Around a thousand Finnish young people are employed yearly to work at UPM saws, veneer, pulp and paper mills and offices. Henna Vanhatalo has worked for two summers at the UPM Korkeakoski saw mill. On some days nothing can stop the production, everything flows smoothly and suddenly the whole shift has floated away like a feather. On other days nothing seems to go as expected – at that point there’s no point in lamenting.
Henna Vanhatalo is a second year student of bio and process technology at the Tampere University of Applied Sciences. She found her field of study partly by chance as she was accepted for her studies straight after high school in the additional search period. She had also considered studying chemistry, pharmacy, biology and midwife studies. Henna began her studies in the fall of 2013 and has worked in the saw mill in the summers of 2014 and 2015. In between these summers Henna took a break from her bio and process technology studies and spent the two semesters studying to be an x-ray nurse.
“I got the idea for applying for a job at a saw mill from my teacher. I am originally from Orivesi and I knew of the saw mill nearby in Korkeakoski. I applied for the job through the UPM application portal. I was invited for an interview and I got the job. You had to apply for five positions in the portal and I remember applying to UPM Raflatac in Tampere as well. I had met people from Raflatac at the yearly Forest Based Industries fair”.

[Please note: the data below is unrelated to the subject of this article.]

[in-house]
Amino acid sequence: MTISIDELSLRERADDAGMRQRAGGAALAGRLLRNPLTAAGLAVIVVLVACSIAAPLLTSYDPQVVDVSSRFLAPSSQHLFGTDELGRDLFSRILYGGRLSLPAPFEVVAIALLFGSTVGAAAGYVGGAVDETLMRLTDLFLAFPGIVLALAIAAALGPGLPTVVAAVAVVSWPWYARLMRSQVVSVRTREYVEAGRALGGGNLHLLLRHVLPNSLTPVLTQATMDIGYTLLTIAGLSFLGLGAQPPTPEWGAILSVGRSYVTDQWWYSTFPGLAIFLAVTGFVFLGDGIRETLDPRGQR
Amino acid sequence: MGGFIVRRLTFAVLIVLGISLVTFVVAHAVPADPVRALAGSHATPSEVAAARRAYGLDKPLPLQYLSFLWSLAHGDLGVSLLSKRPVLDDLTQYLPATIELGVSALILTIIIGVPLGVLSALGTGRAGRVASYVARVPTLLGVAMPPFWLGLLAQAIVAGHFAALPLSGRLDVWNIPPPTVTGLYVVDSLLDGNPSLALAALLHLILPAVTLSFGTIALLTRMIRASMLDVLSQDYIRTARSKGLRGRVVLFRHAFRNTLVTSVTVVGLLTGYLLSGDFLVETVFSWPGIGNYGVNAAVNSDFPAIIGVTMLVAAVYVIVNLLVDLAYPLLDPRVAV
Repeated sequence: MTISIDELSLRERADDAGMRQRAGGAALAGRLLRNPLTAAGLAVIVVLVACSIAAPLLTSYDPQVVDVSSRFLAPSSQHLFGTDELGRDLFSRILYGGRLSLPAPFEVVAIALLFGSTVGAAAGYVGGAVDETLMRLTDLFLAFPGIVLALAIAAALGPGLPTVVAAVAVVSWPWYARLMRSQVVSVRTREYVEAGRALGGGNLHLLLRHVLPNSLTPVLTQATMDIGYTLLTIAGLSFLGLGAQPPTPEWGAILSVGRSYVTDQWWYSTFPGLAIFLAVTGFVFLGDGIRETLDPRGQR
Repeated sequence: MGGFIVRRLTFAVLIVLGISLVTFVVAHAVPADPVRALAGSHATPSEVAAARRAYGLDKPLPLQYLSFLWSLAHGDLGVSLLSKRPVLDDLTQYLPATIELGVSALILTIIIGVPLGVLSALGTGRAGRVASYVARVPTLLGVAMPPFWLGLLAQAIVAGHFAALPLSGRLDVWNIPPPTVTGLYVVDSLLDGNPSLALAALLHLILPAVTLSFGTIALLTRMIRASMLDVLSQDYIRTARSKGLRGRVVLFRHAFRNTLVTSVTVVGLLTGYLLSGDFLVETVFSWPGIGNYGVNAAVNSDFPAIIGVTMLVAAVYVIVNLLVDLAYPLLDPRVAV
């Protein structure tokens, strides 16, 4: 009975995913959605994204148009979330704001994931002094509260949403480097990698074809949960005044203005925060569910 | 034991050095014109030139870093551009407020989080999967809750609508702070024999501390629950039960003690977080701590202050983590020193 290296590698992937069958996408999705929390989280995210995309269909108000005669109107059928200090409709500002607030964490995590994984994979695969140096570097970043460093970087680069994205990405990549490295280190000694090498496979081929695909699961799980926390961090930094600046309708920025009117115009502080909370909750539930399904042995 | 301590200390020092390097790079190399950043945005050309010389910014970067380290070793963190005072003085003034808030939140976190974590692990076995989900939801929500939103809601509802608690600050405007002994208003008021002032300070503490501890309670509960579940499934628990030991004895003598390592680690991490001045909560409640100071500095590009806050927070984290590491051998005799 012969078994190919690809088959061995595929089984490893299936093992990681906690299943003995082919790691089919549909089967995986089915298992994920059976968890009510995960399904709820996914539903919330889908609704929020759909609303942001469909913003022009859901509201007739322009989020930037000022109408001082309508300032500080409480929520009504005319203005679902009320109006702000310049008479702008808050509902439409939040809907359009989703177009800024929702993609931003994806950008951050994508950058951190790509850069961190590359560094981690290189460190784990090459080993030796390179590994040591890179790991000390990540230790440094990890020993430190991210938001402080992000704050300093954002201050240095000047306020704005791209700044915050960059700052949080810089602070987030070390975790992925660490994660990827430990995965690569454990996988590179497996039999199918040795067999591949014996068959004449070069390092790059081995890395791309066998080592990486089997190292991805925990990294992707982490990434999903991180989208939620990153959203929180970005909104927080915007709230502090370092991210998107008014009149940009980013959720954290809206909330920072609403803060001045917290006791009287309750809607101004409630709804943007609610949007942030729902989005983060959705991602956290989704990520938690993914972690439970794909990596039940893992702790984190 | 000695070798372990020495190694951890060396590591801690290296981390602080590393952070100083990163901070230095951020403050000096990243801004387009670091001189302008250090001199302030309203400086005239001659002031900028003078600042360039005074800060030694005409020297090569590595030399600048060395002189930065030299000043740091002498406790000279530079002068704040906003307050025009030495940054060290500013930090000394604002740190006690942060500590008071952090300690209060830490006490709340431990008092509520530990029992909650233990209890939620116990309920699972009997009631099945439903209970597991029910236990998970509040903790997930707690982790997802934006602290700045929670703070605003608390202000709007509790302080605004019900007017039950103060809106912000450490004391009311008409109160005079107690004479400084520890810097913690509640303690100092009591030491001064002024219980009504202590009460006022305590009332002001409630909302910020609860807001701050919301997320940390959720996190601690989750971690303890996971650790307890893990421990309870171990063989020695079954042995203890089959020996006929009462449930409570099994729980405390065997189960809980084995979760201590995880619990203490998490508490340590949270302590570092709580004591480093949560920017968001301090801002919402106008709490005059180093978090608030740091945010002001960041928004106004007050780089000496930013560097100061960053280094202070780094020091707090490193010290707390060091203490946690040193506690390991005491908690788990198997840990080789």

Henna stayed with her parents in Orivesi for the summer. It took her almost an hour to drive to work each day. In the beginning of her first summer Henna was trained for four weeks. After the training period Henna was ready to work on the seven different stations independently. Right after the training, Henna worked briefly in registering and then moved on to the mill’s seven work stations. All the other employees on Henna’s shift were men.
On the shift every employee spends about an hour at a time at one workstation. The team stays the same all through the summer and there are two ten minute coffee breaks.
”Every station has its good and bad sides. A troublesome plank is difficult to run at every station and in packaging. We always try to avoid packages that are too low or somehow obscure. My mental calculation skills have really developed.”
In a couple of the heavier tasks Henna got help from her co-workers. The second summer it only took Henna a few days to get into full swing at the stations.
Getting to know the other sides of the forest industry in the future
According to Henna, the mill environment is easy to get used to.
”On the very first day I got used to the fact that I actually have to handle the wood and, if necessary, climb on top of the machines. In the situations where the production is at full stop there’s nothing to do but wait. Of course it’s a good opportunity to tidy the place. Everything doesn’t always go according to plan, machines and machine parts break, it’s a part of the business and there’s no need to worry about it,” Henna says.
Henna has learned a lot during the summers. In the future she would be very interested to see some other part of the wood processing industry.
“I’ve learnt to work together with other people, and also in an all-male environment. I’ve learnt to think ahead, plan ahead and be pedantic about a product’s appearance. From a wider perspective, I now know what sort of organization runs behind a mill.”
After finishing her studies Henna can work as manager.
“My next goal is to move from one part of the forest industry to another. Perhaps work at a pulp mill? I at least feel that this could be the industry for me.”